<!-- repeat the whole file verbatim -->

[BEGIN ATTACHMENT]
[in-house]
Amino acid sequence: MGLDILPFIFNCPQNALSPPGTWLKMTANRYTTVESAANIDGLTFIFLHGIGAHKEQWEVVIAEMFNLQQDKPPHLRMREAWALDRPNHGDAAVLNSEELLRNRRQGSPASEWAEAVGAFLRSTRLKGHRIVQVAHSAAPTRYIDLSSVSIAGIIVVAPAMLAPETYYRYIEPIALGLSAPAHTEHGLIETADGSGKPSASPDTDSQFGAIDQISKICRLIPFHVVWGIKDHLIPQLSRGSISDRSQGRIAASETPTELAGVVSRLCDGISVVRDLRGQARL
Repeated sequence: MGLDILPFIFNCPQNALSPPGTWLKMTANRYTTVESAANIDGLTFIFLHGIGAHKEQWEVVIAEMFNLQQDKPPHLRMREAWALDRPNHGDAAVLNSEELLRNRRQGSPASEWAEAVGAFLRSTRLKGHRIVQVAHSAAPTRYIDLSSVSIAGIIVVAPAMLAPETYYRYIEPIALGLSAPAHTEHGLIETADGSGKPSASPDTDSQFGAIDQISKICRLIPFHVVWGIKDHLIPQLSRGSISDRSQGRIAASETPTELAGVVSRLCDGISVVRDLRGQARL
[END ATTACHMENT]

[in-house]
Amino acid sequence: MGLDILPFIFNCPQNALSPPGTWLKMTANRYTTVESAANIDGLTFIFLHGIGAHKEQWEVVIAEMFNLQQDKPPHLRMREAWALDRPNHGDAAVLNSEELLRNRRQGSPASEWAEAVGAFLRSTRLKGHRIVQVAHSAAPTRYIDLSSVSIAGIIVVAPAMLAPETYYRYIEPIALGLSAPAHTEHGLIETADGSGKPSASPDTDSQFGAIDQISKICRLIPFHVVWGIKDHLIPQLSRGSISDRSQGRIAASETPTELAGVVSRLCDGISVVRDLRGQARL
Repeated sequence: MGLDILPFIFNCPQNALSPPGTWLKMTANRYTTVESAANIDGLTFIFLHGIGAHKEQWEVVIAEMFNLQQDKPPHLRMREAWALDRPNHGDAAVLNSEELLRNRRQGSPASEWAEAVGAFLRSTRLKGHRIVQVAHSAAPTRYIDLSSVSIAGIIVVAPAMLAPETYYRYIEPIALGLSAPAHTEHGLIETADGSGKPSASPDTDSQFGAIDQISKICRLIPFHVVWGIKDHLIPQLSRGSISDRSQGRIAASETPTELAGVVSRLCDGISVVRDLRGQARL